During high school, most of us read through the venerable CanLit canon. Atwood. Roy. Richler. Munro. There’s nothing wrong with these fine writers. But, as with any venerable canon, it isn’t particularly modern or appealing to teenagers. So it left me with an aversion to anything that smacked of CanLit.
It doesn’t need to be like that.
This month, Indigo launches the Read The North movement (also #ReadTheNorth). All your favourite CanLit is there but so are new voices from Canada in 2016. There is some INCREDIBLE Canadian writing out there, and its not all angsty, snowy, Mountie literature. These great reads have convinced this CanLit doubter to give it another shot.
fiction | The Orenda by Joseph Boyden: an historical novel about a Jesuit among the Hurons treads familiar CanLit ground, but does so with a fresh take, a realistic portrayal of the period, and at a breakneck pace. It singlehandedly restored my faith in Canadian fiction.
biography | A House In The Sky by Amanda Lindhout & Sara Corbett: I confess I haven’t read this one. But all I ever hear is how I’m missing out. This is a hard, but great Canadian story about a young woman who followed a dream, suffered, but didn’t let that stop her from trying to make the toughest places in the world a little better.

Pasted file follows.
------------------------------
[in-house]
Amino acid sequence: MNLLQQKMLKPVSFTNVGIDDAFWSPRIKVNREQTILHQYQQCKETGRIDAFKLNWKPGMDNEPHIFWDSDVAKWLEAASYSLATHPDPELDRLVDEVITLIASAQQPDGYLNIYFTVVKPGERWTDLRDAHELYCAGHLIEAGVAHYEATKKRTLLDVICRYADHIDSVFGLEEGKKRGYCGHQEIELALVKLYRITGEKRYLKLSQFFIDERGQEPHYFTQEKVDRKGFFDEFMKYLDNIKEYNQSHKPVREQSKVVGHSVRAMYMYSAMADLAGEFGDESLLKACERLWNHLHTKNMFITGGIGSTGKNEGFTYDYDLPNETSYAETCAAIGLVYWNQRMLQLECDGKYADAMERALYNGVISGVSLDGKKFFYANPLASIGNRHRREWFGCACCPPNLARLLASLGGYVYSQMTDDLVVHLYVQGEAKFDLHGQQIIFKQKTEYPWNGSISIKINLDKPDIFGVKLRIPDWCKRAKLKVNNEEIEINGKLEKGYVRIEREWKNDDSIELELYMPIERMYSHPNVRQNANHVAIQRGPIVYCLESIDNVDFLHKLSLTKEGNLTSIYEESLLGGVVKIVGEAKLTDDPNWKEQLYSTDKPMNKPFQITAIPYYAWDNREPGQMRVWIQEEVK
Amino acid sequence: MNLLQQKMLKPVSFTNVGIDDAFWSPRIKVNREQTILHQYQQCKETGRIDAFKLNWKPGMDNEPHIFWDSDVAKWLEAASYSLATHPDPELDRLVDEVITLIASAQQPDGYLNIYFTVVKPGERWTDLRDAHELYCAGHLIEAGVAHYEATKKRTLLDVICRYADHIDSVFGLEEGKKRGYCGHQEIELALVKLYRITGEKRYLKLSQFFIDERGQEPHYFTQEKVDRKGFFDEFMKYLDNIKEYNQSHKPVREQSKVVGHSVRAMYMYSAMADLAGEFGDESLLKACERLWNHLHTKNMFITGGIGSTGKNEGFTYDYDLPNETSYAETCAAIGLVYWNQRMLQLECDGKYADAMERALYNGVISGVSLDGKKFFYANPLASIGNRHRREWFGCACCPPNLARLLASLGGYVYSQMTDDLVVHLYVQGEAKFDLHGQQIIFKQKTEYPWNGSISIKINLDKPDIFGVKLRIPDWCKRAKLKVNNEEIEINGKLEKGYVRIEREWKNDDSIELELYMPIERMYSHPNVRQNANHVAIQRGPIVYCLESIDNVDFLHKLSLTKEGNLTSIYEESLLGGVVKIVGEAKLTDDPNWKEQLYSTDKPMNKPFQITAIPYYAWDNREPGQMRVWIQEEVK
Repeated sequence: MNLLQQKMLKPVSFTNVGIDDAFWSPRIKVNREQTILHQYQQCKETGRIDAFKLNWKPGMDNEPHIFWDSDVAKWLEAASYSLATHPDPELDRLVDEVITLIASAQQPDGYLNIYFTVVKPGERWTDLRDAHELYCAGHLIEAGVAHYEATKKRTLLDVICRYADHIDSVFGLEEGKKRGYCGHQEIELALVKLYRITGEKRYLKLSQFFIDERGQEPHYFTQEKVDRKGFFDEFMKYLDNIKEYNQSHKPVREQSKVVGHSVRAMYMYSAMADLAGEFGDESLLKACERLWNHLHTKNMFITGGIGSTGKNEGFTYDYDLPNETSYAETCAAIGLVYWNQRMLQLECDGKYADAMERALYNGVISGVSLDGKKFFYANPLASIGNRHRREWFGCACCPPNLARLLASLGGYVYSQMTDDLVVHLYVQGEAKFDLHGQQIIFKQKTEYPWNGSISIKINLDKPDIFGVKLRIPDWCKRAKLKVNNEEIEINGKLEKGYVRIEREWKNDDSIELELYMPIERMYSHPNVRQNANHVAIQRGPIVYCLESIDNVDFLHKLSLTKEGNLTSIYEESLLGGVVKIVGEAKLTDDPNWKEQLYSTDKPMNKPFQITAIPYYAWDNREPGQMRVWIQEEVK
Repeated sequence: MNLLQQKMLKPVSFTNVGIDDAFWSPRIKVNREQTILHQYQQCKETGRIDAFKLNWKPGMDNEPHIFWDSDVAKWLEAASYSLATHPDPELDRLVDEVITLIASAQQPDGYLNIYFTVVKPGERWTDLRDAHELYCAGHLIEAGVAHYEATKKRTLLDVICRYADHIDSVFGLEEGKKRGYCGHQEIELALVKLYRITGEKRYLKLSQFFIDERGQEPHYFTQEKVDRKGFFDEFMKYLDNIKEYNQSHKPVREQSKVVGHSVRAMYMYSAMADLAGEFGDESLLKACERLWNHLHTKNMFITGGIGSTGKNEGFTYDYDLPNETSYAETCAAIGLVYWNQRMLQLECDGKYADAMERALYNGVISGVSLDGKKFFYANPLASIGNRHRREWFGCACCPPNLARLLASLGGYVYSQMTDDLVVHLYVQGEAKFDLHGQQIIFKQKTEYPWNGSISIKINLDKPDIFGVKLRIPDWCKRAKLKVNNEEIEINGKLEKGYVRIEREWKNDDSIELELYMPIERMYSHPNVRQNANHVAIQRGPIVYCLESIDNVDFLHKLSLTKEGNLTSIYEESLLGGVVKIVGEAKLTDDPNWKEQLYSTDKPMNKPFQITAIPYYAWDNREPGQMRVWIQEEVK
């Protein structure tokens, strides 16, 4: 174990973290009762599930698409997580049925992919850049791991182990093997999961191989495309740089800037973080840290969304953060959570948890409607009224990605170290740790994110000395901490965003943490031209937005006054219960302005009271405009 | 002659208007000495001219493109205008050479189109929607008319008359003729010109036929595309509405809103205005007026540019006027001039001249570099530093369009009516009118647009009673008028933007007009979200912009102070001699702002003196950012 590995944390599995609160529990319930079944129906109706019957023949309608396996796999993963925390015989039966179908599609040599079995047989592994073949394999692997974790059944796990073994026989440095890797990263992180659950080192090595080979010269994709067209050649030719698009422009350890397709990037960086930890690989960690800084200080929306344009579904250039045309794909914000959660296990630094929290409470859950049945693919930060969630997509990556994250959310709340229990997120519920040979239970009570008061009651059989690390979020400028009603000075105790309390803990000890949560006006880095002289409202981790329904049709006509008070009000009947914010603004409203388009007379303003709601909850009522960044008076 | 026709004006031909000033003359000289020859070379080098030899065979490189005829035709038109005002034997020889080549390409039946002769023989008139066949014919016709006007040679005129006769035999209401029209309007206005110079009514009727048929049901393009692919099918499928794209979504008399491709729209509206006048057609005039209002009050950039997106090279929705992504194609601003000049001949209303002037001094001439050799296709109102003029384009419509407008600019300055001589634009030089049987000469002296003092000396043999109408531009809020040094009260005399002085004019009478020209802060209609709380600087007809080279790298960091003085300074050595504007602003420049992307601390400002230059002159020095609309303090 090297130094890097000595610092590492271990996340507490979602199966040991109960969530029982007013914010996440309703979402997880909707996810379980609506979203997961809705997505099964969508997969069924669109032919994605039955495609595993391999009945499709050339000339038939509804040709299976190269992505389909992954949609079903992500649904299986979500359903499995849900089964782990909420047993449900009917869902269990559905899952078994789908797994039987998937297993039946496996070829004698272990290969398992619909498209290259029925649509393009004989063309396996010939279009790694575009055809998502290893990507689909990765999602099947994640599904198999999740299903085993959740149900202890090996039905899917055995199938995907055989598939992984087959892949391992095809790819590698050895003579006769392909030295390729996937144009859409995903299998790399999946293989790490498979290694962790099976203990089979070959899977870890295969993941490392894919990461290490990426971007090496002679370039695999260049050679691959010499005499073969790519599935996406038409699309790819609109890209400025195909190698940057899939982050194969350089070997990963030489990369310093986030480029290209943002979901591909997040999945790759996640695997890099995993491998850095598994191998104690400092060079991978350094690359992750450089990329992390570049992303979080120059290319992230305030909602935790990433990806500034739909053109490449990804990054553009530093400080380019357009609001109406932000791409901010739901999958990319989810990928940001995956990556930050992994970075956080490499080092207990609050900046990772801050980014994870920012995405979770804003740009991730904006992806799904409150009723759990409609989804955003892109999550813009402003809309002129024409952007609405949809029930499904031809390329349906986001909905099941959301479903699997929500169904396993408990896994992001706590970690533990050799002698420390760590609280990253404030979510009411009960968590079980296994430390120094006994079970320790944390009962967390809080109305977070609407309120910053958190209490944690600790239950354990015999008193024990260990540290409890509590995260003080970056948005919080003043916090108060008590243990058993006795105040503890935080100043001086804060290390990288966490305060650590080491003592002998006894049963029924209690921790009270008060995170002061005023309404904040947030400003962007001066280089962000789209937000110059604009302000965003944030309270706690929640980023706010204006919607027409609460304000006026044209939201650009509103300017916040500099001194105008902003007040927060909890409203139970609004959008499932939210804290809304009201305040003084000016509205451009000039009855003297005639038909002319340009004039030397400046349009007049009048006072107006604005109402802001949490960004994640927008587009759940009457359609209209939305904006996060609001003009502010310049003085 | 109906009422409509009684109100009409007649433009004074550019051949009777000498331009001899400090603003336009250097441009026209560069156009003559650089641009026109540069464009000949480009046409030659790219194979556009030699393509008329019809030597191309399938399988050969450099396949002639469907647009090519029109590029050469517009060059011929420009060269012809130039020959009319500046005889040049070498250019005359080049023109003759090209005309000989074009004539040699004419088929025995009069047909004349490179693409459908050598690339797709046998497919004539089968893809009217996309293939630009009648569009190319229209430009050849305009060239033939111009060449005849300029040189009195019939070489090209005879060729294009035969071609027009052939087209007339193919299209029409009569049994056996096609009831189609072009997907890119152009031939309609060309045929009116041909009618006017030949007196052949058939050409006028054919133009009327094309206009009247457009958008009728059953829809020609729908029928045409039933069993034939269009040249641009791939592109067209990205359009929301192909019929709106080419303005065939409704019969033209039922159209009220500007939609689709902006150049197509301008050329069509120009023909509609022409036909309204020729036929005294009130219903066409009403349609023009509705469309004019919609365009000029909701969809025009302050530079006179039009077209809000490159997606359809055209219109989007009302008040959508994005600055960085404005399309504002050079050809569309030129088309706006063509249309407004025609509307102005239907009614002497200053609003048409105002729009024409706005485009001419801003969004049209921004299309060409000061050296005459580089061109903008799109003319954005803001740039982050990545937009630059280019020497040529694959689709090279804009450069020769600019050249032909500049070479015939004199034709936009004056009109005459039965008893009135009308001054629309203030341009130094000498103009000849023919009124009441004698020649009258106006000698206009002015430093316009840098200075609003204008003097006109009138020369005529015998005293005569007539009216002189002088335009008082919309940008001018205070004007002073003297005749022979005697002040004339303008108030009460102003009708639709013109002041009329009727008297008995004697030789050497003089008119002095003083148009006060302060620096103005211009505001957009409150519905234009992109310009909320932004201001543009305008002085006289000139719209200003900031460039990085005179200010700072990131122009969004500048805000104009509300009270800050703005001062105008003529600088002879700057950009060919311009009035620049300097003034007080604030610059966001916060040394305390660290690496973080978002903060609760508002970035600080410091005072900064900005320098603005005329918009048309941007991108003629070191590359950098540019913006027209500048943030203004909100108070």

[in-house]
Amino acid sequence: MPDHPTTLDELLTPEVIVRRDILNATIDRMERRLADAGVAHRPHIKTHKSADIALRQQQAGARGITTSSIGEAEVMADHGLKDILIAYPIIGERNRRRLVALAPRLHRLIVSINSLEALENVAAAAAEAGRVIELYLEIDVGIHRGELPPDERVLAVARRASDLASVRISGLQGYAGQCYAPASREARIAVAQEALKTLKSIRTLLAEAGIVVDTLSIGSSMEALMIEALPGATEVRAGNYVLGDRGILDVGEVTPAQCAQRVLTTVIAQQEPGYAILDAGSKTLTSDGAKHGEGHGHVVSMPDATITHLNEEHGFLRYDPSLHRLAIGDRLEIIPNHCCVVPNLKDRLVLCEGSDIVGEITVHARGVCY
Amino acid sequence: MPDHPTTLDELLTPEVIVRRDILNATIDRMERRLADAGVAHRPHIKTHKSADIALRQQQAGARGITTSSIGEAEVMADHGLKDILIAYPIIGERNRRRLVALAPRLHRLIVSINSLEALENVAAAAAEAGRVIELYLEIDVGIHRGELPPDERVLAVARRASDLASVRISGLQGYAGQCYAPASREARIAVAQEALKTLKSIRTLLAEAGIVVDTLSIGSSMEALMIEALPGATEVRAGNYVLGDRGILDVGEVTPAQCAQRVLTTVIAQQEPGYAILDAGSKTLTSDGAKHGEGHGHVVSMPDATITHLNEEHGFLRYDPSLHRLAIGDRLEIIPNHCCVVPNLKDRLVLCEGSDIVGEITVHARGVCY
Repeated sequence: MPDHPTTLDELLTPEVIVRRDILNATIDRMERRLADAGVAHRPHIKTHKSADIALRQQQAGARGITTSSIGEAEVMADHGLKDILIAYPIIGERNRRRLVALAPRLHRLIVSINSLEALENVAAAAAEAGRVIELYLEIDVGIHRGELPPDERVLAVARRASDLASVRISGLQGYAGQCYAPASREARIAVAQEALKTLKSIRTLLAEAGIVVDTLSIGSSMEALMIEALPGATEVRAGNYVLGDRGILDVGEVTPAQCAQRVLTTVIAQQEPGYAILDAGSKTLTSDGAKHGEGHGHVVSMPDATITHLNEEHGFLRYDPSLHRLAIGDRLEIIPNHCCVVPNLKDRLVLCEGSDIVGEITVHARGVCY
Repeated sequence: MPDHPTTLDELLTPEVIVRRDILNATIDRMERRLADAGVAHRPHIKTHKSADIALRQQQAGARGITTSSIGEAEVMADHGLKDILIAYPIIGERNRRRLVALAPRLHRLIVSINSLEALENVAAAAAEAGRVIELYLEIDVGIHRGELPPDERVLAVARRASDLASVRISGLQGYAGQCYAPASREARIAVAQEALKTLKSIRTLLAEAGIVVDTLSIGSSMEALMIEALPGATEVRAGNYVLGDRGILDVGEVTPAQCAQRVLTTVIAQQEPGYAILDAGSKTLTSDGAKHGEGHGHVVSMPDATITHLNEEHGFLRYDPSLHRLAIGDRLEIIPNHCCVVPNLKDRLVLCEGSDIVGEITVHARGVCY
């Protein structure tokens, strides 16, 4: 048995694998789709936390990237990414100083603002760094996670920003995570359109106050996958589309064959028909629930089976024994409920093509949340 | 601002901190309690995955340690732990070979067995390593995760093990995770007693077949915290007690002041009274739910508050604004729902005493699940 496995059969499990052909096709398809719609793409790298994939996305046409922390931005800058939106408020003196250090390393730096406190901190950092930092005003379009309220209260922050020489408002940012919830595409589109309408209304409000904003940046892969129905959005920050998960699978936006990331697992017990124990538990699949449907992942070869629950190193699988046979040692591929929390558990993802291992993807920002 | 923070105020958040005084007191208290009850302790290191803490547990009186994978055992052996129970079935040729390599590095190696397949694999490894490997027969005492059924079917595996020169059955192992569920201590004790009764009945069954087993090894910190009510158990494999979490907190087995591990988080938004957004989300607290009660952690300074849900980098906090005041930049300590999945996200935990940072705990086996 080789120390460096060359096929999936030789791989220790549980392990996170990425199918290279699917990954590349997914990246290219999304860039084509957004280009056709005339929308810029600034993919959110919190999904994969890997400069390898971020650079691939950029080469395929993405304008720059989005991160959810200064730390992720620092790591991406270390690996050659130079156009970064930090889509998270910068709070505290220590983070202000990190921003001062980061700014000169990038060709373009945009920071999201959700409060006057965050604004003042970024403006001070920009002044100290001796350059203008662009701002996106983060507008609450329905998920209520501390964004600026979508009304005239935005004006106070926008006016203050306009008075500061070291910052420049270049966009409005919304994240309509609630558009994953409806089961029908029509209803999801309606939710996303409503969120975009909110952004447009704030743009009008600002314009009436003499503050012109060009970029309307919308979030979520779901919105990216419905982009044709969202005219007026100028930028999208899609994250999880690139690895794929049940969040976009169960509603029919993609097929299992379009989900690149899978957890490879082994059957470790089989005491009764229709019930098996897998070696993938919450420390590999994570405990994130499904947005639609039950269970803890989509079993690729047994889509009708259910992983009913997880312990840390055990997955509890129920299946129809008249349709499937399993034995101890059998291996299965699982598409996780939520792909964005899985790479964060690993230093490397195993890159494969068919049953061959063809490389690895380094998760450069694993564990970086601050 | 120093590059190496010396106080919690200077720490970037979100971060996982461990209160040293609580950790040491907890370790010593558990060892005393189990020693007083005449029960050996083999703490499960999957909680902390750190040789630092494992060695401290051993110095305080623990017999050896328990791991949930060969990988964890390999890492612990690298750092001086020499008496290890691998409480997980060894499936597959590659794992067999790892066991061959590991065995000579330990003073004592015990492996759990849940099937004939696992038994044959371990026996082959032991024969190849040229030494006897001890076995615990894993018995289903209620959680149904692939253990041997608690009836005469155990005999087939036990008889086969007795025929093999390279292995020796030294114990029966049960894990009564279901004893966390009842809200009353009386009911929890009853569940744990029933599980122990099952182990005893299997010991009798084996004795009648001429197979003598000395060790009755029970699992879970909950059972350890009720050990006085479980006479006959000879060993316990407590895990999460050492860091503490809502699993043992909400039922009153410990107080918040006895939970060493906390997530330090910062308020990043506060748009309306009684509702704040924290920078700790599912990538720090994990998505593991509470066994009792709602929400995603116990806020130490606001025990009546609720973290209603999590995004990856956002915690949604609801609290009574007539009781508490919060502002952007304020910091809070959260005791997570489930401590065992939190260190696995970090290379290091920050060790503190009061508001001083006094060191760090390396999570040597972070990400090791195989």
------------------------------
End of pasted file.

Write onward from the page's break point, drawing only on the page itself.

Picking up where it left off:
business | Double Double by Douglas Hunter: the story of our national shrine, Tim Hortons. Started as the retirement plan of a hockey player it grew into the dominant coffee chain in the country and, today, is so iconic it travels with the Canadian Army and hosts political photo ops. Now that’s a successful brand.
history | The Inconvenient Indian by Thomas King: first of all, Canadian history isn’t boring. Secondly, it has never been so well told. I challenge anyone who dismisses First Nations history, culture, and place in modern Canada to think the same after reading this passionate book.
politics | The Longer I’m Prime Minister by Paul Wells: a snarky, clever, balanced look that explains the Harper years. Written just a few years before he lost government, it explains why Canada gave him with the country for so long, and how he tried to change it permanently.
fantasy | Sailing To Sarantium by Guy Gavriel Kay: I’m convinced that Mr Kay is our own J.R.R. Tolkien or G.R.R. Martin. With just a little fantastical twist of history, he crafts incredible worlds that suck you in and leave you wanting more.
nature | Bee Time by Mark Winston: no polar bears or Canada geese here. Instead, a poetical book about the hidden life of bees and what human societies might learn from them.
So, this Canada Day weekend, find a Canadian book and Read The North.